Setting the Scene
I was approached by my soccer coach to generate teams for a dutch blitz or swiss style tournament. Sadly, online there doesn’t seem a good option for these especially for matches of 3v3 randomized. I then tried maybe using Google Sheets and an automation design software like Calvalry to try and generate a .pdf file with the teams. Sadly, I was not able to find a streamlined approached to do the team generation this way.
Using Knowledge from Computer Science Class
I was thinking of custom coding the project in Java as that is what AP Computer Science A+ is taught in. I decided not to because the current IDE I had on my computer was BlueJay which does not have the best text editor compared to my typical Visual Studio Code option. However, I do code in Visual Studio Code with C# for my Unity games.
On to C#
I am honestly most comfortable with the C# programming language as I have the most variety and experience in creating unique projects via C#. Initially, Visual Studio Code was going to be my code editor and IDE (with some console commands) which was fine. This was working for a while. I was able to get fairly far into the development of the project. A .CSV file was imported and then people were spliced into teams and the teams were printed to the console. This was all good but not very friendly…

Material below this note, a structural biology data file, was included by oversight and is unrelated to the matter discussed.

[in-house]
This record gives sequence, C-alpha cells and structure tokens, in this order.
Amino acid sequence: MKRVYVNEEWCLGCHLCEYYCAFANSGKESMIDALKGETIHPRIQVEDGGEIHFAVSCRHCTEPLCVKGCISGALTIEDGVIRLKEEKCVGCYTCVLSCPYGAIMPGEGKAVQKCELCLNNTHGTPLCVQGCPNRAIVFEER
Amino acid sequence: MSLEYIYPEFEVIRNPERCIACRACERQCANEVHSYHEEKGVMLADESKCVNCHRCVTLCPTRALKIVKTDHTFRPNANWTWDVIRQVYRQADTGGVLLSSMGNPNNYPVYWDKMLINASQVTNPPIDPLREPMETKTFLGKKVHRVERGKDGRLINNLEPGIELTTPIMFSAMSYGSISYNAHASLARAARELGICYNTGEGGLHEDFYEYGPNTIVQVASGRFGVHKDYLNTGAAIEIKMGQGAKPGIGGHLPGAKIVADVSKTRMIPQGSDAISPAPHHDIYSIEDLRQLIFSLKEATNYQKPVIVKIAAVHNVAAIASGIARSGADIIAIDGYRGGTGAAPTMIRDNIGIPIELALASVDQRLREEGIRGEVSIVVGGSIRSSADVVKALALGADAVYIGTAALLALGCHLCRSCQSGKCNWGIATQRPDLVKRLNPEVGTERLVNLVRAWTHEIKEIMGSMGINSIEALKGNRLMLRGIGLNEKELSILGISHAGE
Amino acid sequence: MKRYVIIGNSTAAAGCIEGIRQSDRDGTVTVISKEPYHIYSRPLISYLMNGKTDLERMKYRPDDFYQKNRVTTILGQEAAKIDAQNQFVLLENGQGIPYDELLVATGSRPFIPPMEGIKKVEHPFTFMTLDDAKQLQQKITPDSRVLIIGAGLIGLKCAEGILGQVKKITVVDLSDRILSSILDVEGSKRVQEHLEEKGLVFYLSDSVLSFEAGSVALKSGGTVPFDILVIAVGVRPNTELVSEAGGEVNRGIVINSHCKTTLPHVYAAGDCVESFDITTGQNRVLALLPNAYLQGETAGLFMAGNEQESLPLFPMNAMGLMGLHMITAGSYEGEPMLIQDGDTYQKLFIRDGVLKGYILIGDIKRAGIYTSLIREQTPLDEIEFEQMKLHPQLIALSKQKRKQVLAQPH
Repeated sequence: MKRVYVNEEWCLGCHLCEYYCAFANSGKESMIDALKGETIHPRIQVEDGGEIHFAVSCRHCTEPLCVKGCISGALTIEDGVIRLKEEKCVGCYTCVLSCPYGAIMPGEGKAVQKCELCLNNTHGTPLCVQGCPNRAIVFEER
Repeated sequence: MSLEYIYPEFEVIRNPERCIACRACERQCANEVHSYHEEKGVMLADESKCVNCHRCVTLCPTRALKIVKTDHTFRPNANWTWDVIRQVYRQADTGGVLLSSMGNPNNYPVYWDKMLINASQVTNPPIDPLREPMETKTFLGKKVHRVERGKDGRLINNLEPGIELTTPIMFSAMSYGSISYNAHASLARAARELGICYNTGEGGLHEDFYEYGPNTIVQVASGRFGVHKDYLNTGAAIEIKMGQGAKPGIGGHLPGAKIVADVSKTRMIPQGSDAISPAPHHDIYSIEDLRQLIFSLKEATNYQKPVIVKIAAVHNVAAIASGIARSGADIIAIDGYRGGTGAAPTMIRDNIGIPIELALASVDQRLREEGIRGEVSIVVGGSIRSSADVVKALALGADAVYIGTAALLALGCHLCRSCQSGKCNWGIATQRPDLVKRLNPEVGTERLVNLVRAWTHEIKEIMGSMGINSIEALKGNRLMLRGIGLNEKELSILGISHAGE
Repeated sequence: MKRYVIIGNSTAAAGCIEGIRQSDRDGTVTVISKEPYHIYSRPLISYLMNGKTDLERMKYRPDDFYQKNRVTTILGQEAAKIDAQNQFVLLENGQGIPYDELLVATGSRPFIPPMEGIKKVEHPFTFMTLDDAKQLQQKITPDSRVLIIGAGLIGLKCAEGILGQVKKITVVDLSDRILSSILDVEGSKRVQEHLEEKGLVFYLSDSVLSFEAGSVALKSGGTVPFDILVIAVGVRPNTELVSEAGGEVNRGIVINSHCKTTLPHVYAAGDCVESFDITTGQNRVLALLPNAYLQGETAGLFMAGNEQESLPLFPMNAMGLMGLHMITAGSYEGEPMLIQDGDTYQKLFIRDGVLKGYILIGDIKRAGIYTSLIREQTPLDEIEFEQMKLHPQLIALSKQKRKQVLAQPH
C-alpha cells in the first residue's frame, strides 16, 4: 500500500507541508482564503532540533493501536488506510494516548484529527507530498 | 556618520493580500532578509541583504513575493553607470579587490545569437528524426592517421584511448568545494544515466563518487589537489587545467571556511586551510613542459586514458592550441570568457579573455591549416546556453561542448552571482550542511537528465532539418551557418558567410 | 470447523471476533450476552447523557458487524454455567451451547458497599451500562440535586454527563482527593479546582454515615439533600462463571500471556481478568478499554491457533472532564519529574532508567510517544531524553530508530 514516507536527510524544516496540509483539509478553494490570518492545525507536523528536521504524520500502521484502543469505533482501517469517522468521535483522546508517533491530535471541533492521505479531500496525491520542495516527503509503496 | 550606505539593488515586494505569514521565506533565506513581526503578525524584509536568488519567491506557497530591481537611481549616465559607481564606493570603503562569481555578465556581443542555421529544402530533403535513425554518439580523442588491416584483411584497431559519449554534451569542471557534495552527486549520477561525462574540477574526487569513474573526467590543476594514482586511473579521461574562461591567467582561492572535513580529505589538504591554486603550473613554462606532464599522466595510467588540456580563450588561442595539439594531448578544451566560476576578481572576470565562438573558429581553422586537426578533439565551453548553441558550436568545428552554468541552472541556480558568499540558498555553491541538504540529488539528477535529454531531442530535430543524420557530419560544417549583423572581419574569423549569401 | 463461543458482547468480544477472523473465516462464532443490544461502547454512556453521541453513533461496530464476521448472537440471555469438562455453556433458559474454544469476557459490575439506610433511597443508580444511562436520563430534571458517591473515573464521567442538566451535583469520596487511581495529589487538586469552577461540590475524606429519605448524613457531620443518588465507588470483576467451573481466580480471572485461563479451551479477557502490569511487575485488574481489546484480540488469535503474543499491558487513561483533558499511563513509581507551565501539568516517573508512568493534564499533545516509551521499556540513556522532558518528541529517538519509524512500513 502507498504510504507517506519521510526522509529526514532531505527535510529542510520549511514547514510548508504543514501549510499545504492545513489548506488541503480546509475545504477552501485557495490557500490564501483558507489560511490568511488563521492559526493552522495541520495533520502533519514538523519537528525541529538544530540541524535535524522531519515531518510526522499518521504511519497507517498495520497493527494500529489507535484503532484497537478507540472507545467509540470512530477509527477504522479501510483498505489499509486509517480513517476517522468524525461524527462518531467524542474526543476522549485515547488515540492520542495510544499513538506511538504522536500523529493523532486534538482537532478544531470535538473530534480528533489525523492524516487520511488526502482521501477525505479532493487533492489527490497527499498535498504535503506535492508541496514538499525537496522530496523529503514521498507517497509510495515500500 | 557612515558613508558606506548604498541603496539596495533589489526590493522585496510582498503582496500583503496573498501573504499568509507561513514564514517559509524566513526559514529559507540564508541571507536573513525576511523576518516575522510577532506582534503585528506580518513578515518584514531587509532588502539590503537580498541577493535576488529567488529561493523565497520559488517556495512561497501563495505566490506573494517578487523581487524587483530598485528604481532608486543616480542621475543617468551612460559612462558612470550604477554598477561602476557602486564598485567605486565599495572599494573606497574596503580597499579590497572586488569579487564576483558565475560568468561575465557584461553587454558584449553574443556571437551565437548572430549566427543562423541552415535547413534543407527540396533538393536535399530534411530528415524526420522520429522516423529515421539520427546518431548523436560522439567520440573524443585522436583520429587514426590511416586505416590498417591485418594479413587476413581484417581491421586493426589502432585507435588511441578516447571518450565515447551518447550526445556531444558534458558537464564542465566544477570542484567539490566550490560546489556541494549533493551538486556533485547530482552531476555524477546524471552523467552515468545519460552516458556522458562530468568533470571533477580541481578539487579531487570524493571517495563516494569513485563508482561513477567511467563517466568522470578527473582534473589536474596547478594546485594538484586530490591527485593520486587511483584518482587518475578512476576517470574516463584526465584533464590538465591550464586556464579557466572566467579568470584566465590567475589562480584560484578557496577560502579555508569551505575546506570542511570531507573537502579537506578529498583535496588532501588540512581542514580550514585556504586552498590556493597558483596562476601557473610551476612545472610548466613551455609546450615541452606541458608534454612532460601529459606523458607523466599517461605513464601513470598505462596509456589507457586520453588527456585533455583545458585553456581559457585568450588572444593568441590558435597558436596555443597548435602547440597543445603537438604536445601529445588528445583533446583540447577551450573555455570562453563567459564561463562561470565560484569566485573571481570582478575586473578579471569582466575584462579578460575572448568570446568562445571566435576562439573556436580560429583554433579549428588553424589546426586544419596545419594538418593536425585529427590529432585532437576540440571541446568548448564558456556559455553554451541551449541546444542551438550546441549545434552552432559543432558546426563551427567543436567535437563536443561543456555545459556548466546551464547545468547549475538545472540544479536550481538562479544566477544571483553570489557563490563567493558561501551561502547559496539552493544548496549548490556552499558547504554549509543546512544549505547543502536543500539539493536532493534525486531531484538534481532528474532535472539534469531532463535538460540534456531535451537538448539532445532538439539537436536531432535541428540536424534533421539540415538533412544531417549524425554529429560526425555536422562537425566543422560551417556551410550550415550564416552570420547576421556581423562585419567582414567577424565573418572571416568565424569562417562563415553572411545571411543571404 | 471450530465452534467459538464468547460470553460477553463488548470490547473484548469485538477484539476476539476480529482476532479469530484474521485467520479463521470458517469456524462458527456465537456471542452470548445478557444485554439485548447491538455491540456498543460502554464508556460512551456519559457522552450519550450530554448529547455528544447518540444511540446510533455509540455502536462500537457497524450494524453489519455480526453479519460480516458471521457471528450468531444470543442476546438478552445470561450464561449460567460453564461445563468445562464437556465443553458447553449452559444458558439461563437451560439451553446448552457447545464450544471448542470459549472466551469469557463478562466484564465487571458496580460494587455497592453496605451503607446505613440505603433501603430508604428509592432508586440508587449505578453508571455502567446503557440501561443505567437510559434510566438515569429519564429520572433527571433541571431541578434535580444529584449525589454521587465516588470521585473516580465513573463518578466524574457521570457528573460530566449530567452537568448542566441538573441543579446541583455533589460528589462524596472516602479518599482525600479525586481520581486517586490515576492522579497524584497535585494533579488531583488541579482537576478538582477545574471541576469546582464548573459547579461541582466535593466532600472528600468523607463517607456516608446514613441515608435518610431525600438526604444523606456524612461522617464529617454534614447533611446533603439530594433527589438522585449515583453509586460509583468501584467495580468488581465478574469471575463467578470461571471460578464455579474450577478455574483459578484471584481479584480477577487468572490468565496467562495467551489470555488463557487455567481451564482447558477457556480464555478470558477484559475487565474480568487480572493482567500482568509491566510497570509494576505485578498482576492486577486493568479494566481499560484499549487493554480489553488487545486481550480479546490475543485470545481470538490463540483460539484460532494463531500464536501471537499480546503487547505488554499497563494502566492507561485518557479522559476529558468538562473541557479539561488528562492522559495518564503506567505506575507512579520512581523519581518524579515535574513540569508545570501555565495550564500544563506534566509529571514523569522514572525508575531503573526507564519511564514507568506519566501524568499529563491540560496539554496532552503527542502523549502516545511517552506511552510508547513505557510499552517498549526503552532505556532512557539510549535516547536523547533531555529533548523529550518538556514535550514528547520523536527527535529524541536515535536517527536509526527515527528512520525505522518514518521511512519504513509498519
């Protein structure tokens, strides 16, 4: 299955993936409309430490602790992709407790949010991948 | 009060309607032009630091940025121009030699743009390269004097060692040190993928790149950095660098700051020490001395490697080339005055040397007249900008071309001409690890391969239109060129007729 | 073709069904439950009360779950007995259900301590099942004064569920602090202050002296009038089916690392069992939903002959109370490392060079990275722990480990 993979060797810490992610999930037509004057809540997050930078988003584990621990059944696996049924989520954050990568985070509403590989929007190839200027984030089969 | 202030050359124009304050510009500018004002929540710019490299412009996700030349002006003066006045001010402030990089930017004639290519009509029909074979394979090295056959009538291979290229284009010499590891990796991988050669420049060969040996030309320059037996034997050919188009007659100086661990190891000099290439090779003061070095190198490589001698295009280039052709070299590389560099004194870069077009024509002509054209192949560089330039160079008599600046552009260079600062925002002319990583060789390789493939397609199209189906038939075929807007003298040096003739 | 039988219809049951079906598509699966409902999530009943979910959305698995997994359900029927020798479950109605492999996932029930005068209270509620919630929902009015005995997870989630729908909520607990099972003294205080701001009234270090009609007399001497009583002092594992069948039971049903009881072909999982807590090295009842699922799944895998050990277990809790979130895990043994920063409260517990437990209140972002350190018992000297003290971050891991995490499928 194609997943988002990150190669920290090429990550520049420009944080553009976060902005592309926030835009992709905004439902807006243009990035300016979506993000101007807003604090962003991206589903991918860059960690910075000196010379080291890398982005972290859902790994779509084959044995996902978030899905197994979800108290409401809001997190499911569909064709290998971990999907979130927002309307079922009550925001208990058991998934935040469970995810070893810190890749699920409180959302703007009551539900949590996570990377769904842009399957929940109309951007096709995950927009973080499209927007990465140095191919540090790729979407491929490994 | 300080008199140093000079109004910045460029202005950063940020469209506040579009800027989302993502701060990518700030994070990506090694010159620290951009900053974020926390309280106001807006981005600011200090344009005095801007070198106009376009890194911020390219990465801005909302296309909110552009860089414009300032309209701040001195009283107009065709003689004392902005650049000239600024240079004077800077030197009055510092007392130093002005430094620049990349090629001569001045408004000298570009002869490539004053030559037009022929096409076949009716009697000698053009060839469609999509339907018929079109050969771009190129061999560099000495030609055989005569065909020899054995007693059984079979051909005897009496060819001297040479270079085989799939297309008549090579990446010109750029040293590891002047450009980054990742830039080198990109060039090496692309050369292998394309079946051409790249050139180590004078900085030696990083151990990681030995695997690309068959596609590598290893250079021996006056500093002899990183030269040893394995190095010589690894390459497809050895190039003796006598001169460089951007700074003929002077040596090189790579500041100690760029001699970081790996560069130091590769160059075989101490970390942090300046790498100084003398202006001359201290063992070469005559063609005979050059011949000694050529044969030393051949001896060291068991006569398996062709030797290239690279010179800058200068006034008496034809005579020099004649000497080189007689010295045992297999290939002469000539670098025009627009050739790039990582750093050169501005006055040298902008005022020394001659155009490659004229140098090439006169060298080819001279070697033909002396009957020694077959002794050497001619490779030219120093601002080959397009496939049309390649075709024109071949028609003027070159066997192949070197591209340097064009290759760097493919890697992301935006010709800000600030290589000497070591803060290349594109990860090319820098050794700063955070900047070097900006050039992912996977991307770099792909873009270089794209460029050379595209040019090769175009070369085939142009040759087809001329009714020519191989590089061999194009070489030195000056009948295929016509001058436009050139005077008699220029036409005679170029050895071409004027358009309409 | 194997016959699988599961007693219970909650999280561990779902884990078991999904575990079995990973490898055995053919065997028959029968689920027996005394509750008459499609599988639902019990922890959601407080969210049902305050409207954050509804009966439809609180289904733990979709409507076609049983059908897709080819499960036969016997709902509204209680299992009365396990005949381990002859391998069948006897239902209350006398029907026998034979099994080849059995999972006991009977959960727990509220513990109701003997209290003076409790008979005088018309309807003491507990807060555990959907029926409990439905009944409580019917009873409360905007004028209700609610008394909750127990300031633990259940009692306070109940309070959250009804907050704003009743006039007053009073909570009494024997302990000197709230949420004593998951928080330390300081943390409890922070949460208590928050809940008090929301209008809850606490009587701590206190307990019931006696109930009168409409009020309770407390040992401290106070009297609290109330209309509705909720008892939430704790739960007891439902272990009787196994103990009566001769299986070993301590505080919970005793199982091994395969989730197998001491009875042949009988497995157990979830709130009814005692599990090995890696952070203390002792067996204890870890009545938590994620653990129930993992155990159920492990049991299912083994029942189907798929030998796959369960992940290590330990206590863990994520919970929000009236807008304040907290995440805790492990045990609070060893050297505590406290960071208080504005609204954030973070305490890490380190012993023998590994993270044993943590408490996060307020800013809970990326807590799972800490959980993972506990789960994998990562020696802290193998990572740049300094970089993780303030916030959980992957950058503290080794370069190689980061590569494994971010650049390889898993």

Looking back, investing time into figuring out how to just use previous repos would have been better and would have given my more control in making a PDF that shows the teams. I started thinking for alternatives… Ah yes you can print webpages. So I started looking if you could convert C# code into HTML (into a webpage). It turns out ASP.NET with Razor Pages is the way to go. But this is when I left Visual Studio Code and moved onto Visual Studio for Mac (a proper IDE) There were just too many issues with trying to install ASP.net and running the website through VS Code so I pivoted to the path of least resistance and started looking into generated a webpage with Visual Studio for Mac.
Within minutes I had a webpage that previously took my hours troubleshooting in VS Code.
Following the tutorial series above I was able to Frankenstein-together my previous C# code and the format of the ASP.NET webpages and processes.
Some annoying bugs came up as I have never really worked on webpages except for years ago and that was just HTML and CSS. Each time the webpage loaded the player objects would be reinstated so they lost their previous information which means I could create multiple matches that would rely on previous data. I was stuck to only doing random sorts (list shuffles) and hoping that duplicate match-ups would be rare.
Here is an example of what it looks like.